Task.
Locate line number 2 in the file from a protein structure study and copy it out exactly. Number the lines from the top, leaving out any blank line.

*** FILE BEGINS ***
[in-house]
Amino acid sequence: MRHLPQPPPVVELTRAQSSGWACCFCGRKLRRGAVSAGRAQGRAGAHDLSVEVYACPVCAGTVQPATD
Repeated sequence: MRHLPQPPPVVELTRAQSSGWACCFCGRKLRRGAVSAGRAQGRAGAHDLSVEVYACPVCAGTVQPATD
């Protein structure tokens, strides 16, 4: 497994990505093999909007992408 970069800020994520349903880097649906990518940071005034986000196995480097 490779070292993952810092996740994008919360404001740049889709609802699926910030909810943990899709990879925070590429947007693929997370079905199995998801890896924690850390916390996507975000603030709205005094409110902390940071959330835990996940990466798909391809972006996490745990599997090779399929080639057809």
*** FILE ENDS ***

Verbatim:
Amino acid sequence: MRHLPQPPPVVELTRAQSSGWACCFCGRKLRRGAVSAGRAQGRAGAHDLSVEVYACPVCAGTVQPATD